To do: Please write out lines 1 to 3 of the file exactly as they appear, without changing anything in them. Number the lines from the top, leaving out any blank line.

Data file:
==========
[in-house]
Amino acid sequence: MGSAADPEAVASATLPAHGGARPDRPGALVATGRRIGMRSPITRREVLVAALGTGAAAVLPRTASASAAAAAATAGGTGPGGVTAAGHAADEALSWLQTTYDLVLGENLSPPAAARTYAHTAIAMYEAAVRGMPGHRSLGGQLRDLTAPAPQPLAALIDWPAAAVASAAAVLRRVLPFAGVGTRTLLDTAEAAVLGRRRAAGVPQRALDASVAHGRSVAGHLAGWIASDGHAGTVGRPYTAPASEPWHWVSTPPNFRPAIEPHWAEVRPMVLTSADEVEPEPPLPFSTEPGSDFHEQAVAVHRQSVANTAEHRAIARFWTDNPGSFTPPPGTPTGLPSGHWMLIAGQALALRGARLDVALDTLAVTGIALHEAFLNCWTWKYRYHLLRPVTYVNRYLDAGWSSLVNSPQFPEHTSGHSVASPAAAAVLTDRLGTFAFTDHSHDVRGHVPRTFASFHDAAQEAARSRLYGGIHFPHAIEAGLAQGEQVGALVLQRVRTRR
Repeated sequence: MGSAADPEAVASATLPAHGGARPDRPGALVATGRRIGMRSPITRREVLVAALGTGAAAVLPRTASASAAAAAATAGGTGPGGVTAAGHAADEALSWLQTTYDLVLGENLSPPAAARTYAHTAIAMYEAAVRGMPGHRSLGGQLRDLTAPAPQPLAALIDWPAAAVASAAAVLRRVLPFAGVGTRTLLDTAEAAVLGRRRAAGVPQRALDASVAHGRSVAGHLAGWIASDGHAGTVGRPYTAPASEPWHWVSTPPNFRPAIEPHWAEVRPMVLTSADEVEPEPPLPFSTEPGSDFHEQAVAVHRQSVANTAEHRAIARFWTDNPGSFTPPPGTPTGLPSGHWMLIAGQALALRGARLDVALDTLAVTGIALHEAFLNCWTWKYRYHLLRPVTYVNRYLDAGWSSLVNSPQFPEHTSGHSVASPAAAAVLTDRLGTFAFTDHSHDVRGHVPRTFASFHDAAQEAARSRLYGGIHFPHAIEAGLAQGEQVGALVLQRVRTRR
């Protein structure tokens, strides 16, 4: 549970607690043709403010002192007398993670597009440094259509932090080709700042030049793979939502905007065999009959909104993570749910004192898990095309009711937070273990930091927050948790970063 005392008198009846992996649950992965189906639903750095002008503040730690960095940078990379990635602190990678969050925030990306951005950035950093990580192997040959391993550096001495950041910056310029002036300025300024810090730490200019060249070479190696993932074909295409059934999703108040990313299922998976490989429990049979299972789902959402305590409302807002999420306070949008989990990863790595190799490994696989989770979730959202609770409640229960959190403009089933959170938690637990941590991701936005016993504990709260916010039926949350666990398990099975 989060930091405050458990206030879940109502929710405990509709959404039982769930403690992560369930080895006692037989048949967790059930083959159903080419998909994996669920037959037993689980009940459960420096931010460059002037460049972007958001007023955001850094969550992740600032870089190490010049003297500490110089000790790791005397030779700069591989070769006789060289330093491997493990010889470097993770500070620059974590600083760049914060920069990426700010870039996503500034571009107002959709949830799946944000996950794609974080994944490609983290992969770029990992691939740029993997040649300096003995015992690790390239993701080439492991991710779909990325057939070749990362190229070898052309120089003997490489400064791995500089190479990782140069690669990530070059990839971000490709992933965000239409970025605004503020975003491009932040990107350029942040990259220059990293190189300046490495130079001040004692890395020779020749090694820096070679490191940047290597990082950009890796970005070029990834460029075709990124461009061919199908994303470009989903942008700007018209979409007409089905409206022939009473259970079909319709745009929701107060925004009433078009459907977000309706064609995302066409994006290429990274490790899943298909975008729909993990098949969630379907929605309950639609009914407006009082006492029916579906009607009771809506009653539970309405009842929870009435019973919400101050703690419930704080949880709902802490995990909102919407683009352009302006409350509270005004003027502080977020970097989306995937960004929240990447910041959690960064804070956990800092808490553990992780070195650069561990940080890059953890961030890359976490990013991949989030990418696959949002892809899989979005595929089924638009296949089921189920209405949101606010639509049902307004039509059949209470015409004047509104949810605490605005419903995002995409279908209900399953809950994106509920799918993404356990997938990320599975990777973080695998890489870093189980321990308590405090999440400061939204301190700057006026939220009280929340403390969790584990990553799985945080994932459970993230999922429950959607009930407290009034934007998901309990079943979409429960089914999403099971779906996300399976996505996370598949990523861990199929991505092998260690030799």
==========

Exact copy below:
[in-house]
Amino acid sequence: MGSAADPEAVASATLPAHGGARPDRPGALVATGRRIGMRSPITRREVLVAALGTGAAAVLPRTASASAAAAAATAGGTGPGGVTAAGHAADEALSWLQTTYDLVLGENLSPPAAARTYAHTAIAMYEAAVRGMPGHRSLGGQLRDLTAPAPQPLAALIDWPAAAVASAAAVLRRVLPFAGVGTRTLLDTAEAAVLGRRRAAGVPQRALDASVAHGRSVAGHLAGWIASDGHAGTVGRPYTAPASEPWHWVSTPPNFRPAIEPHWAEVRPMVLTSADEVEPEPPLPFSTEPGSDFHEQAVAVHRQSVANTAEHRAIARFWTDNPGSFTPPPGTPTGLPSGHWMLIAGQALALRGARLDVALDTLAVTGIALHEAFLNCWTWKYRYHLLRPVTYVNRYLDAGWSSLVNSPQFPEHTSGHSVASPAAAAVLTDRLGTFAFTDHSHDVRGHVPRTFASFHDAAQEAARSRLYGGIHFPHAIEAGLAQGEQVGALVLQRVRTRR
Repeated sequence: MGSAADPEAVASATLPAHGGARPDRPGALVATGRRIGMRSPITRREVLVAALGTGAAAVLPRTASASAAAAAATAGGTGPGGVTAAGHAADEALSWLQTTYDLVLGENLSPPAAARTYAHTAIAMYEAAVRGMPGHRSLGGQLRDLTAPAPQPLAALIDWPAAAVASAAAVLRRVLPFAGVGTRTLLDTAEAAVLGRRRAAGVPQRALDASVAHGRSVAGHLAGWIASDGHAGTVGRPYTAPASEPWHWVSTPPNFRPAIEPHWAEVRPMVLTSADEVEPEPPLPFSTEPGSDFHEQAVAVHRQSVANTAEHRAIARFWTDNPGSFTPPPGTPTGLPSGHWMLIAGQALALRGARLDVALDTLAVTGIALHEAFLNCWTWKYRYHLLRPVTYVNRYLDAGWSSLVNSPQFPEHTSGHSVASPAAAAVLTDRLGTFAFTDHSHDVRGHVPRTFASFHDAAQEAARSRLYGGIHFPHAIEAGLAQGEQVGALVLQRVRTRR